As companies expand globally it’s important for the employees to conceptually shift their mindset from a U.S. centric perspective to a global view. This paradigm leap in how the employees of an organization consider themselves is significant. When people are increasingly thinking globally about their role and the impact of their decisions on a global audience, specifically in the area of technology and how we enable our platforms, tools and systems to be ‘world-ready’, opportunities for growth and development naturally occur while cultural content risks reduce. Today all of the content on our eight country-specific sites is in English yet we are now thinking about how to tackle bigger challenges in the future, such as supporting multiple languages. The technical implementation for international expansion has enabled our developers and product managers to gain a new appreciation for the importance of global readiness and the challenge of ‘going international’.

zulily offers over 9,000 product styles through over 100 merchandising events on a typical day. As we expand into new markets around the globe we face an extraordinary challenge from both an engineering and operations perspective. Imagine, every day at 6 a.m. PT we’re publishing the content equivalent of a daily edition of The New York Times (about one half million new words per day or over 100 million new words per year).  Another way to conceptualize the technical problem – each day we offer roughly the same number of SKUs of what you would find in a typical Costco store. Launching a new Costco store every day is difficult enough in one language yet as we scale our offerings globally the complexity to simultaneously produce this extremely high volume of content in multiple languages grows exponentially. Arguably, no e-commerce company in the world is publishing the volume of text that zulily produces on a daily basis. Further, the technical challenge is amplified because the massive volume of content must be optimized to work across multiple platforms, e.g., iPhone, iPad, Android and web based devices. In fact, over 56% of our orders are placed on mobile devices. From a user-experience across platforms and languages, text expansion and contraction become a significant issue. European languages such as French, German and Italian may require up to 30% more space than English. Double byte characters such as Chinese and Japanese will require less space.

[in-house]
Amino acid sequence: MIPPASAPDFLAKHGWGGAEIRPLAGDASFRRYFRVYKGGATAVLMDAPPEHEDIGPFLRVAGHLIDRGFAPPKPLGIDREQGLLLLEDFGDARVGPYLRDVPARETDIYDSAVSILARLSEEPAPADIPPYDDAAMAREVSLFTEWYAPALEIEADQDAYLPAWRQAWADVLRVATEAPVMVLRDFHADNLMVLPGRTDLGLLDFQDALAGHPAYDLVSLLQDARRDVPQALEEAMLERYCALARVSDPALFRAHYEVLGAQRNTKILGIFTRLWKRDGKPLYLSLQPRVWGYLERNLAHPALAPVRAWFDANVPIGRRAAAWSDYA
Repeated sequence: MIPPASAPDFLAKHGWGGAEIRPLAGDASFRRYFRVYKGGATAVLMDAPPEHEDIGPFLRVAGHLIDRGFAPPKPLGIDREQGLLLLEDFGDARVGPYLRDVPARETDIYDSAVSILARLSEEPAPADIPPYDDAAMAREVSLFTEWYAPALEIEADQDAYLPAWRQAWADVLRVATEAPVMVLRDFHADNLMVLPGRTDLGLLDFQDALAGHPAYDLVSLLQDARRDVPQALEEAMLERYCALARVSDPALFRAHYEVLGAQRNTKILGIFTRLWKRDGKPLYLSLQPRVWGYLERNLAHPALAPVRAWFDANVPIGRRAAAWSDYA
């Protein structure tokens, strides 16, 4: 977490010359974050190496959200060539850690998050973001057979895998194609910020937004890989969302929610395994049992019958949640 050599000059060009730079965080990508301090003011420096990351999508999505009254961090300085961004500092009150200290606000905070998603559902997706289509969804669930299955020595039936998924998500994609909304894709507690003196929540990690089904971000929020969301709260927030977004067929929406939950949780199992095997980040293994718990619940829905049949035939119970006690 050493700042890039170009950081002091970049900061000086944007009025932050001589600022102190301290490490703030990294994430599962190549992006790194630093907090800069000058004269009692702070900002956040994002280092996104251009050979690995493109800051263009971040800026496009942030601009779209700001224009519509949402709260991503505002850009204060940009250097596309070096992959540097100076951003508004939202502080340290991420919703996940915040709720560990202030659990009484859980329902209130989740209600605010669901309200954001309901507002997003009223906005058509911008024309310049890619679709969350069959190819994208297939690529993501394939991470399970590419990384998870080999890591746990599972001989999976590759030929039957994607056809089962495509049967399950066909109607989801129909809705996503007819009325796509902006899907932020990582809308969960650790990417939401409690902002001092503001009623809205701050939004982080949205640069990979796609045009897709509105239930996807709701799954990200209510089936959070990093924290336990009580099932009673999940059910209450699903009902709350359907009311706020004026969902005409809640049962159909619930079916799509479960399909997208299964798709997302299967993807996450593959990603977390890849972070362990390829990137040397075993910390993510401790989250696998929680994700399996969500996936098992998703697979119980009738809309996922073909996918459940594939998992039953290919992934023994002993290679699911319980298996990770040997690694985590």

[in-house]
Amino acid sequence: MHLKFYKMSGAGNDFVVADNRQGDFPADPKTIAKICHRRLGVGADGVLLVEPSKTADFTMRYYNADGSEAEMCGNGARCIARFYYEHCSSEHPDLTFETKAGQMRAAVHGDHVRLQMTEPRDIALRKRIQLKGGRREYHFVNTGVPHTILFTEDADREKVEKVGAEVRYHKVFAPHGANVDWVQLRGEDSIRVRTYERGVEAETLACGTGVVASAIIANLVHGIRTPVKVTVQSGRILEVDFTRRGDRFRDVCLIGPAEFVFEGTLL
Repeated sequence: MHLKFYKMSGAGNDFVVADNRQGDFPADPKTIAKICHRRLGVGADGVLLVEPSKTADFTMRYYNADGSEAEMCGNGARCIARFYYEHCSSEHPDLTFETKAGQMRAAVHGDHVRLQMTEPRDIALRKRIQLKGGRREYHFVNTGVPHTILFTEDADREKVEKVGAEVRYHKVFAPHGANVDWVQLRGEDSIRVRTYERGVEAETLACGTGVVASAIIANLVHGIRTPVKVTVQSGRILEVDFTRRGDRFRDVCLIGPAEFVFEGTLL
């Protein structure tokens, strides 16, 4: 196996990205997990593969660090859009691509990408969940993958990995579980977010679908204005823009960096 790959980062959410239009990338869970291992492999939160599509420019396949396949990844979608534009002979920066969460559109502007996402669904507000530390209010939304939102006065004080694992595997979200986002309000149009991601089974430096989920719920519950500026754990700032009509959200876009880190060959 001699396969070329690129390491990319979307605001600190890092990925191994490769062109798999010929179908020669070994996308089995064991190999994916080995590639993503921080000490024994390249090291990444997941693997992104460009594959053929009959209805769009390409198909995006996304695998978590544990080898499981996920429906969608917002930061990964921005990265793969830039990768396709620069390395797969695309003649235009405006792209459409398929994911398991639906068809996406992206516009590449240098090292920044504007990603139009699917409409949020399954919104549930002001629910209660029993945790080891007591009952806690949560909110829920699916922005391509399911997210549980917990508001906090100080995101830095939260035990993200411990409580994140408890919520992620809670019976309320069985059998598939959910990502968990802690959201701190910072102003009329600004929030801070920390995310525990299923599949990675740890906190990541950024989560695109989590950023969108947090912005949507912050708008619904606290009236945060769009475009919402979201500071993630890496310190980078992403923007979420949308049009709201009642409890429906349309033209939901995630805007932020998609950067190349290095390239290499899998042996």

The content on our sites is produced in-house each day by our own talented copy writers and editors. Not unlike publishing a newspaper the deadline for a 6 a.m. launch of fresh, new product styles is typically the night before. Last minute edits can happen as late as midnight! While this makes for an exciting and dynamic environment, it requires some of the brightest engineering and operational minds on the planet to bring it all together with the quality and performance we expect.

From a technical perspective our recent global expansion to Mexico, Hong Kong and Singapore faced typical localization hurdles. We needed to implement standard solutions to accommodate additional address line fields in the shipping address; ensure proper currency symbols are displayed; coding rules that allowed us to process orders without postal codes which are not required in Hong Kong.

Address Field Requirement Example:


Bold = unique as compared to U.S. requirement

As we continue to move into new markets we’ll be driven to apply new solutions to traditional localization problems simply based upon the sheer volume of content and arduous daily production requirements. These two forces alone combine to drive creativity, invention and technological breakthroughs that will accelerate our growth and expansion. Our team at zulily is now exploring various strategies in engineering and operations to tackle the local/regional cultural differences across markets while also bringing zulily to our customers in their own language. We continue to hire the brightest minds to help us invent solutions for a new way of shopping. At zulily, we tell our customers ‘something fresh every day’. Our engineers enable that reality by creating something fresh every day. Our ambition to grow globally will give everyone at zulily that opportunity.